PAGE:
U.S. flag

An official website of the United States government, Department of Justice.

Crime File: Victims

NCJ Number
Date Published
0 pages
Publication Series
One of the series of videotapes from the 'Crime File' public affairs program, this video on victims uses a panel interview and other interview segments in considering crime victims' needs and attitudes, victim compensation, victim impact statements, and measures for improving victim services.
James Q. Wilson, the moderator for the 'Crime File' series, comments on the relatively recent interest in crime victims' needs and services, followed by the profiling of one victim's needs, attitudes, and services received. Wanda Melton, the victim of a sniper attack, recounts the medical, financial, and emotional consequences of her victimization. In reviewing the services she received from the State, she notes that although she received compensation for medical services, she received no help in meeting living expenses during the time she was unable to work due to her injuries. The remainder of the video is devoted to the moderator's interview of a panel consisting of Lois Herrington, Assistant Attorney General, U.S. Department of Justice; Marlene Young, Director, National Organization for Victim Assistance; and Norman Early, district attorney, Denver, Colo. Herrington, who served as chairperson of the President's Task Force on Victims' Rights, indicates that criminal justice personnel are generally ignorant of victims' rights and needs, since this is given little, if any, attention in their professional education and training. She also reviews what States are doing in the area of victim services. Federal efforts to help victims are also outlined. Marlene Young comments on why victim compensation programs fall short of dealing with the full range of victim financial needs, due largely to lack of victim awareness of compensation programs, limited victim eligibility for compensation, and restrictions on the expenses covered. Early speaks in favor of victim impact statements as providing important input for the sentencing decision; he also suggests ways in which prosecutors can more effectively involve victims in the processing of their cases. Overall, the panelists argue for more effective legislation and professional education oriented toward victim rights and services.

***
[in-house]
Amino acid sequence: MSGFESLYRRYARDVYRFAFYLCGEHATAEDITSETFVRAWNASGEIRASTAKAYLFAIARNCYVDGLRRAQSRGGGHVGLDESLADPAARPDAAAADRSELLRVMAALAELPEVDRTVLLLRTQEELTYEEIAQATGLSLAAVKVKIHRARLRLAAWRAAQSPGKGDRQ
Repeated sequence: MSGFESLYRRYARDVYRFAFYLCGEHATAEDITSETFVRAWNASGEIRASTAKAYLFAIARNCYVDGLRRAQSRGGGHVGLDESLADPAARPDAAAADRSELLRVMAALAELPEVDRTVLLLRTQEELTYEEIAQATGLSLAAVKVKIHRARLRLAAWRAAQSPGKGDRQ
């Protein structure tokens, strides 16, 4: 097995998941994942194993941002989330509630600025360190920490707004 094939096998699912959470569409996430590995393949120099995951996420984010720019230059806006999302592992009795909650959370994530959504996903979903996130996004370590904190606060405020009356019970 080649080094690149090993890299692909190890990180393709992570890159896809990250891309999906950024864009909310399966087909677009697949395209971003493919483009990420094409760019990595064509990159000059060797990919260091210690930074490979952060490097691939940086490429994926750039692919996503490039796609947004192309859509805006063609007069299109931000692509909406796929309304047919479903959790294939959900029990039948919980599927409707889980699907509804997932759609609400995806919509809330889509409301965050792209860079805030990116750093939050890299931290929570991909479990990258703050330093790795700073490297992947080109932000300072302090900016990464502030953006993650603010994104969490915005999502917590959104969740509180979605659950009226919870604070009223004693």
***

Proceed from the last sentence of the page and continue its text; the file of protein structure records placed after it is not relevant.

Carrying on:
Date Published: January 1, 1984